48Martin S. Feldstein, "Inflation, Tax Rules and Investment: Some Econometric Evidence, Econometrica, vol. 30, 1982, p. 829.
3. Thou shalt know the context (do not perform ignorant statistical analysis).
4. Thou shalt inspect the data.
5. Thou shalt not worship complexity. Use the KISS principle, that is, keep it stochastically simple.
6. Thou shalt look long and hard at thy results.
7. Thou shalt beware the costs of data mining.
8. Thou shalt be willing to compromise (do not worship textbook prescriptions).
9. Thou shalt not confuse significance with substance (do not confuse statistical significance with practical significance).
10. Thou shalt confess in the presence of sensitivity (that is, anticipate criticism).
You may want to read Kennedy's paper fully to appreciate the conviction with which he advocates the above ten commandments. Some of these commandments may sound tongue-in-cheek, but there may be a grain of truth in each.
1. The assumption of the CLRM that the econometric model used in analysis is correctly specified has two meanings. One, there are no equation specification errors, and two, there are no model specification errors. In this chapter the major focus was on equation specification errors.
2. The equation specification errors discussed in this chapter were (1) omission of important variable(s), (2) inclusion of superfluous vari-able(s), (3) adoption of the wrong function form, (4) incorrect specification of the error term ui, and (5) errors of measurement in the regressand and regressors.
3. When legitimate variables are omitted from a model, the consequences can be very serious: The OLS estimators of the variables retained in the model not only are biased but are inconsistent as well. Additionally, the variances and standard errors of these coefficients are incorrectly estimated, thereby vitiating the usual hypothesis-testing procedures.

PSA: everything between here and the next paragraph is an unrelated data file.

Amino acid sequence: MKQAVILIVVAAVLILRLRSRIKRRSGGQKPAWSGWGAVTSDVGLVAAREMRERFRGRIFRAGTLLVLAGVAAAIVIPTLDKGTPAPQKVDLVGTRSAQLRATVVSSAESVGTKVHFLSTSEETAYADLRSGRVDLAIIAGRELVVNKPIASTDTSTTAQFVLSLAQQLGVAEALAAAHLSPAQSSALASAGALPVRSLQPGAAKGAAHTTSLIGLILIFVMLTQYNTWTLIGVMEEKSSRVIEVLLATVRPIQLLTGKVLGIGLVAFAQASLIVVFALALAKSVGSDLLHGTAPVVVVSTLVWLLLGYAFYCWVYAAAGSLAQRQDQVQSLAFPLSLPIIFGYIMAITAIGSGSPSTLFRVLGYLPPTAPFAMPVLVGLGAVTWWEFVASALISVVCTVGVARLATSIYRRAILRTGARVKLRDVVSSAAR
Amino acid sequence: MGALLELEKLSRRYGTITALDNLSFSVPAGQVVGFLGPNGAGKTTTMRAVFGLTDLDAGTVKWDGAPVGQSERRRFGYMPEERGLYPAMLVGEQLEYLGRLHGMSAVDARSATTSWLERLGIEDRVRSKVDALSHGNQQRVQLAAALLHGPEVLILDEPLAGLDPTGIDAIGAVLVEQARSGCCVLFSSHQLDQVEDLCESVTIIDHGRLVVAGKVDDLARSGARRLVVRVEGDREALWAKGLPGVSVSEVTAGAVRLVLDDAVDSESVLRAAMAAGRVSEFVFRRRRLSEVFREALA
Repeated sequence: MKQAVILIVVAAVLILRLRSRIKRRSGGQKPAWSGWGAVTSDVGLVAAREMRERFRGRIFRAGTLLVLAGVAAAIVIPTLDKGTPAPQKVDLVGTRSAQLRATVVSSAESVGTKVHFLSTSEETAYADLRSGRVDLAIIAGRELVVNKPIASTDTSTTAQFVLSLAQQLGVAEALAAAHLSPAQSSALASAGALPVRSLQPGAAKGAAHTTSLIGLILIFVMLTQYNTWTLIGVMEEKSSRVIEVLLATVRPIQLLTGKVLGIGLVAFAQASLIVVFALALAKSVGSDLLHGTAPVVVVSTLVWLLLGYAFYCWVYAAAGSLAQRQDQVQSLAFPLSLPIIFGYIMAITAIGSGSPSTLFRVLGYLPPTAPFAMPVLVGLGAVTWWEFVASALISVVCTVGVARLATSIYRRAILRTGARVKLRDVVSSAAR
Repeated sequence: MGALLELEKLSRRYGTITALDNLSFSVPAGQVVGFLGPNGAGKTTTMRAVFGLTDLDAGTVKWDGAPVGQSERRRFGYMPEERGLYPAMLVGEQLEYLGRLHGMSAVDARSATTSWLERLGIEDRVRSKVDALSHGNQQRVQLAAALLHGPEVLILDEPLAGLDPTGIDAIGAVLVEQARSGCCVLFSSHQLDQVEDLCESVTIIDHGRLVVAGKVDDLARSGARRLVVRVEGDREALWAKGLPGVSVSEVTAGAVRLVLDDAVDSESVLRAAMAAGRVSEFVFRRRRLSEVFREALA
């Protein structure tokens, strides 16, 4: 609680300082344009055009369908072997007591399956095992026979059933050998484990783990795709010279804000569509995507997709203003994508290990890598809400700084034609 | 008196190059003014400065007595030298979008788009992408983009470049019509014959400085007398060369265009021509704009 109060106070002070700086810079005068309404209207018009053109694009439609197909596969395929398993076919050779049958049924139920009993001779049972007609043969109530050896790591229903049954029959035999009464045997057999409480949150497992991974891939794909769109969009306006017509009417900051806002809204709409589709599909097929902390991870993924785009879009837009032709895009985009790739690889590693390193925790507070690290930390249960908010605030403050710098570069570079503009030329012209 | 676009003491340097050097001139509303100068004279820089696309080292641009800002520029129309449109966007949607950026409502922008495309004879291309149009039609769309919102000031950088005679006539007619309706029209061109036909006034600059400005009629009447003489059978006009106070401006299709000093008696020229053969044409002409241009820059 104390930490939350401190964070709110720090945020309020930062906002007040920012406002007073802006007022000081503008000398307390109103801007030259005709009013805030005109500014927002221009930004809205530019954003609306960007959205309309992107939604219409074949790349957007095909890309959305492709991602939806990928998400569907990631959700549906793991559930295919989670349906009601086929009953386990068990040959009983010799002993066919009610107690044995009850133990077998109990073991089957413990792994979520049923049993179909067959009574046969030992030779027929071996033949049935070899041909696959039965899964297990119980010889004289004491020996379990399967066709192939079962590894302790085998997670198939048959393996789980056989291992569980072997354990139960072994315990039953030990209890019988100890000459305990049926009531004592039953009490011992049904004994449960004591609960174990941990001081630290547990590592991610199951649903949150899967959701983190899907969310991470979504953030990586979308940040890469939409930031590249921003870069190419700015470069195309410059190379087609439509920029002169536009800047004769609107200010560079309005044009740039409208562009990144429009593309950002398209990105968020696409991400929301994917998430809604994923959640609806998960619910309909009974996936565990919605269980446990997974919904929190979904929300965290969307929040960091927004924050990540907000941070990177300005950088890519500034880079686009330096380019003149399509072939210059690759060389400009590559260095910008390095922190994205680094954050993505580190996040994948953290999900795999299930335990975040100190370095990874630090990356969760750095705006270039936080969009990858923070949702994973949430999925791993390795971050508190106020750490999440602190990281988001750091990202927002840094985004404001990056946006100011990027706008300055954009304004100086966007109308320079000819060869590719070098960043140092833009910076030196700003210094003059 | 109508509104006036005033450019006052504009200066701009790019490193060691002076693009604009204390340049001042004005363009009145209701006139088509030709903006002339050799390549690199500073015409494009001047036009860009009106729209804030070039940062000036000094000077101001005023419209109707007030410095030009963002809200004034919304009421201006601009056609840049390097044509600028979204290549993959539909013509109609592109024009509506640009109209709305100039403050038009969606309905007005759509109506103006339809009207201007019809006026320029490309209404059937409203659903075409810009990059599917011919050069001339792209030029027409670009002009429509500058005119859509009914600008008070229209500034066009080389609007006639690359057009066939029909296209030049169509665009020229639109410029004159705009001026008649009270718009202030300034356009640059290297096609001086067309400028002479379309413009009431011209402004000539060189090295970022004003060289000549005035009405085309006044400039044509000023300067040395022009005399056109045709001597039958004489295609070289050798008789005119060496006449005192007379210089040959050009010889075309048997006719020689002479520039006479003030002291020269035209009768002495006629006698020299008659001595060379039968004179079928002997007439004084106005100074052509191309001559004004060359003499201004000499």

4. The consequences of including irrelevant variables in the model are fortunately less serious: The estimators of the coefficients of the relevant as well as "irrelevant" variables remain unbiased as well as consistent, and the error variance a2 remains correctly estimated. The only problem is that the estimated variances tend to be larger than necessary, thereby making for less precise estimation of the parameters. That is, the confidence intervals tend to be larger than necessary.
5. To detect equation specification errors, we considered several tests, such as (1) examination of residuals, (2) the Durbin-Watson d statistic, (3) Ramsey's RESET test, and (4) the Lagrange multiplier test.
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